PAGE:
• Instead of using rainbow colors (which are difficult to distinguish), I chose a nice palette with 7 discrete colors on the colorbrewer website.
  • And rather than trying to fit all the descriptions at the bottom of the infographic, I include them in html mouse-over text (you'll have to view the interactive version to see that). And if reading the mouse-over text isn't enough, you can click on each colored box to launch a Google search on that item.

we_didnt_start_the_fire

I invite you to view my full size infographic and simultaneously listen to the song, and mouse over the colored boxes (can you keep up?!?). After that, go back and study it in more detail, reading the mouse-over text for the things you need more info on (and if you're really interested in a certain item, click the colored box to launch the Google search).

I hope you enjoyed this infographic as much as I enjoyed creating it! Feel free to leave feedback and suggestions in the comments.

This content was reposted from the SAS Learning Post. Go there to read the original.

Robert Allison, The Graph Guy!, SAS

Robert Allison has worked at SAS for more than 20 years and is perhaps the foremost expert in creating custom graphs using SAS/GRAPH. His educational background is in computer science, and he holds a BS, MS, and PhD from North Carolina State University. He is the author of several conference papers, has won a few graphic competitions, and has written a book calledSAS/GRAPH: Beyond the Basics.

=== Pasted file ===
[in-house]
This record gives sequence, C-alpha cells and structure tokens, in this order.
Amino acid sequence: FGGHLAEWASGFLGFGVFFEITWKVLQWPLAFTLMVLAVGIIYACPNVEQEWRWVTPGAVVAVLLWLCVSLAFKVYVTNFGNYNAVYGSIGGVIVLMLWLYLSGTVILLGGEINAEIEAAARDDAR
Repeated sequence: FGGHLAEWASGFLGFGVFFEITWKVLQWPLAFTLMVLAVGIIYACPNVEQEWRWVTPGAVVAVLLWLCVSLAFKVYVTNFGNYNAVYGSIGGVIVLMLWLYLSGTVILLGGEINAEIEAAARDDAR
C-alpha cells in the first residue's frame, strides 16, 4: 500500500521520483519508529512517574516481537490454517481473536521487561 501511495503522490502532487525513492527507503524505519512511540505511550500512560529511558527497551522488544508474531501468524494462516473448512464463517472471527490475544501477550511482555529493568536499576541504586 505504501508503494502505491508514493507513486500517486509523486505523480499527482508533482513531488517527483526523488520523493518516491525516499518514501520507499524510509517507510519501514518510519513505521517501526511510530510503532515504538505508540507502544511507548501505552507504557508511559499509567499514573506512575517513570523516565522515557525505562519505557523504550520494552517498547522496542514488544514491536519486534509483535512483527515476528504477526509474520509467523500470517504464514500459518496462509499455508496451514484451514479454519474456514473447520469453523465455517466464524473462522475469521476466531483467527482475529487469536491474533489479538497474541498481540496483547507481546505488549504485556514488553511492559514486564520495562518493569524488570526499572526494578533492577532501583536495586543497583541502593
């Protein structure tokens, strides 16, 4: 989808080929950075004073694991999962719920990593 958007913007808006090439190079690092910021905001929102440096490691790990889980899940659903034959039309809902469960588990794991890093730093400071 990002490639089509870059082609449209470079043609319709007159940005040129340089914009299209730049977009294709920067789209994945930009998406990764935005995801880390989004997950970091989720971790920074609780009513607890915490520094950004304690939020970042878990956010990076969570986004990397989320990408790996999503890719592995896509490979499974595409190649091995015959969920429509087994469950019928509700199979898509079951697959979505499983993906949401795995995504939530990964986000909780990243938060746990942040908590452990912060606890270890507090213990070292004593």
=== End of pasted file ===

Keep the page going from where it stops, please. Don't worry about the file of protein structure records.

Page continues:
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Re: Vinyl record
  • 9/28/2016 11:29:02 AM
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@Terry: Love it!  As with all such GIFs, I've saved it and marked it for later potential use in online conversation should the occasion arise.  ;)

Re: Vinyl record
  • 9/18/2016 1:09:39 PM
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..

Maryam writes


Another level of analytics and music---would be interesting but I don't know of any songs that did it as well as Billy!


 

A similar visual analysis of Don McClean's mysterious "American Pie" would be a great service for the world ...

 

 

 

Re: Vinyl record
  • 9/17/2016 3:48:08 PM
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Ha! You're making me wish there was an emoji for one of those Pete Townshend-style, windmill-arm guitar licks, Joe.

Couldn't find one of him kneeling, so this will have to do.